Tuesday, May 13 at 7:00 PM ET at Bankers Life Fieldhouse
Game Rewind: Pacers 79, Wizards 102, Game 5
Scott Agness | May 13, 2014
The Pacers entered Tuesday’s game winners of three in a row and with the chance to finish off the Washington Wizards in their Eastern Conference Semifinal series. Instead of disposing of them and picking up some much-needed rest, the Pacers were thoroughly outplayed in a 102-79 loss at Bankers Life Fieldhouse.
Pacers coach Frank Vogel said afterwards that he felt his team lacked the desperation and physicality needed to compete with a hungry Wizards team that wasn’t ready to go home for good. The Pacers trailed by as many as 30 points and were bullied on the glass, 62-23. In turn, the Wizards kept the seven-game series alive with the win, but the Pacers still have a 3-2 advantage.
The Wizards connected on five of their first six shots to jump ahead 10-3. Center Marcin Gortat scored seven of their first 13 points, already topping his point total for the previous two games combined (six). The Wizards dictated the pace, getting eight points in transition, but they were slowed by six first-quarter turnovers.
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Down by six, the Pacers scored the first eight points of the second and used a 13-3 run to slingshot ahead by four. Three Indiana reserves scored by this point and the Pacers' bench had outscored Washington’s 10-0. With the starters back in the game, the Wizards outscored the Pacers 17-6 over the final 6:35 of the half. David West sank a 3-pointer in the left corner to trim their deficit to seven at the break, 45-38.
The third quarter had been the Wizards’ downfall in all four games of the series, as the Pacers had cumulatively outscored them by 42 points in the frame. That wasn’t the case in Game 5. The Wizards ran off an 11-3 spurt to stretch their lead back to double digits. John Wall, who averaged less than 12 points per game in the series, exploded for 17 points in the period — beating the Pacers by himself. In turn, the Pacers were outscored by 17 points, 31-14, and were in a 24-point hole with three quarters in the book.
The glaring statistic all night was the Wizards’ authority on the boards. Gortat alone had as many first-half rebounds as the entire Pacers team (11). The Wizards, who pulled down a total of 36 boards in Game 4, had 32 at the break, and finished with a head-scratching 39 more than the Pacers on the night.
Indiana’s deficit hung around 25 for much for the final quarter. With 6:25 remaining, Vogel opted to pull all of the starters, understanding that Game 6 would be in less than 48 hours. The Wizards played with a grit and toughness that the Pacers failed to match. As a result, Washington extended the series by at least another game.
Inside the Numbers
David West led the Pacers in both points (17) and rebounds (six). Paul George, who finished with 15, was the only other Pacers player in double figures.
Lance Stephenson had nine points and three assists, but failed to grab a rebound for the first time this season – and for the first time since April 5, 2014 vs Oklahoma City.
Marcin Gortat, who had a double-double by intermission, scored a game-high 31 points (on 13-of-15 shooting), matching his playoff career-best, pulled down 16 rebounds and the Wizards, who shot 50 percent, were plus-35 when he was on the floor. John Wall easily had his best game of the series, finishing with a playoff career-best 27 points, five rebounds and five assists.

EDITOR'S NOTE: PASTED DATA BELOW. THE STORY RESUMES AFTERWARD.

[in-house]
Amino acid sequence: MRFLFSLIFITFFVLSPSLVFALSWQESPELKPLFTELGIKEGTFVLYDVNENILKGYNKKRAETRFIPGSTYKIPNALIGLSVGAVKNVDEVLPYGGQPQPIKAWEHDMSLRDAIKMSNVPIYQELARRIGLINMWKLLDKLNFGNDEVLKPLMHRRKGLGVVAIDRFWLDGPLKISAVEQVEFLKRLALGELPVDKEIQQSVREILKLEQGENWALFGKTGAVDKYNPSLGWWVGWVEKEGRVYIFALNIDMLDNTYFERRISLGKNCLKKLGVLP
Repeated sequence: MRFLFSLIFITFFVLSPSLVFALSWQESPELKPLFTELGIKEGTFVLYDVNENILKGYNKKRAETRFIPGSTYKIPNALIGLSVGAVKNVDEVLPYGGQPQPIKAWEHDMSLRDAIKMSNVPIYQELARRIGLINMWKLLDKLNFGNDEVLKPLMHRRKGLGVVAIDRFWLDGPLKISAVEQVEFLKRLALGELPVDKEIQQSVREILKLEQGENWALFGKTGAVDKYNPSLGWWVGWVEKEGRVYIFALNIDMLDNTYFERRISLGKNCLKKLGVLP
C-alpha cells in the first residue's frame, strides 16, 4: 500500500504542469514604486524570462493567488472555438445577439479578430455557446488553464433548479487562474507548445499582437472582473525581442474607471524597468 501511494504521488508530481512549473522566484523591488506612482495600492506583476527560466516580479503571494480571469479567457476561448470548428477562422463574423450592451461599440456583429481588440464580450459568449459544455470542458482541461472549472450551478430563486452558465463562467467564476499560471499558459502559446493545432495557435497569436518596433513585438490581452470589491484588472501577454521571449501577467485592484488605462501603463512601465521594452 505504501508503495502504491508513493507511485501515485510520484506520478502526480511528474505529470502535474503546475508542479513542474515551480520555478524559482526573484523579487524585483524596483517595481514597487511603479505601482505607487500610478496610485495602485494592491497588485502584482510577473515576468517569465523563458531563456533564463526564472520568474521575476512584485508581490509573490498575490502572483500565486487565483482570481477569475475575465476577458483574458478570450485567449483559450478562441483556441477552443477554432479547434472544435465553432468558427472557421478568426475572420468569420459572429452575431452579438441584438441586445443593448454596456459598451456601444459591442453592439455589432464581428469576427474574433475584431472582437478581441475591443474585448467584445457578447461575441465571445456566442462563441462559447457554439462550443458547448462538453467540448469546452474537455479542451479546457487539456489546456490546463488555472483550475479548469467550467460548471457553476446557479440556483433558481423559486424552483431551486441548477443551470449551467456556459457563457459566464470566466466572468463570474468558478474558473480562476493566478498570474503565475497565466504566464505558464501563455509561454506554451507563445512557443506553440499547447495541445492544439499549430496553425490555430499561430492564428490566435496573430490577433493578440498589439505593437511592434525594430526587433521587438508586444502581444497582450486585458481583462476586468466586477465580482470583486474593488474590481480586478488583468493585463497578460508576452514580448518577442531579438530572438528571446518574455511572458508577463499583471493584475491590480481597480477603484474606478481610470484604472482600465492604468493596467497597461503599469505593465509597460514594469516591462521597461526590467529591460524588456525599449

The Pacers missed 47 shots and only managed four offensive rebounds.
Indiana lost its first game of the playoffs when attempting more free throws (they are now 5-1 in such games). They struggled at the line, going 13-of-22 (59 percent).
“We’re still up 3-2. It’s one loss whether you lose by 20-something or you lose by one. It’s one loss. We got to go back and respond for Game 6.” – Frank Vogel
“We have to do a better job of protecting our home court. That’s what we worked all of the regular season for. We got to do a better job.” – Frank Vogel
“We didn’t show up to play, man. I don’t know if we thought we were just going to come in here and these guys would roll over. They’re a very good team, a team with guys full of pride. They just played at a different level than we did all night and it showed up on the glass. I just don’t know where we were tonight.” – David West
“We've got to play with the desperation they played with tonight. I knew they were going to bring it, we just didn't match what they brought.” – Paul George
“It’s more frustrating than concerning, knowing that we typically are the team that dominates rebounds and things like that. They were the more desperate team tonight, the energy and effort showed.” – George Hill
“We (didn’t) play with that Pacers energy. We played like we thought it was going to get handed to us, and that’s not going to happen, especially now in the playoffs.” – Lance Stephenson
“I was glad that I was able to help my team this time. I told them I want to contribute. I was an offensive decoy in Games 3 and 4. Now it was my time to perform.” – Wizards center Marcin Gortat
Stat of the Game
Game 5 was Indiana’s worst rebounding game in NBA playoff franchise history. 23 boards were its fewest (previously 24 at Boston in 1992) and Washington’s 62 was its most given up (previously 57 at Chicago in 2011).
- The Pacers lost at home just six times during the regular season. They have dropped four home games in the playoffs, and these two teams have gone a combined 9-2 in road games this postseason.
- The Pacers are 6-0 all-time in a best-of-seven series when leading 3-1.
Game 6 is Thursday night in Washington at 8:00 p.m. ET.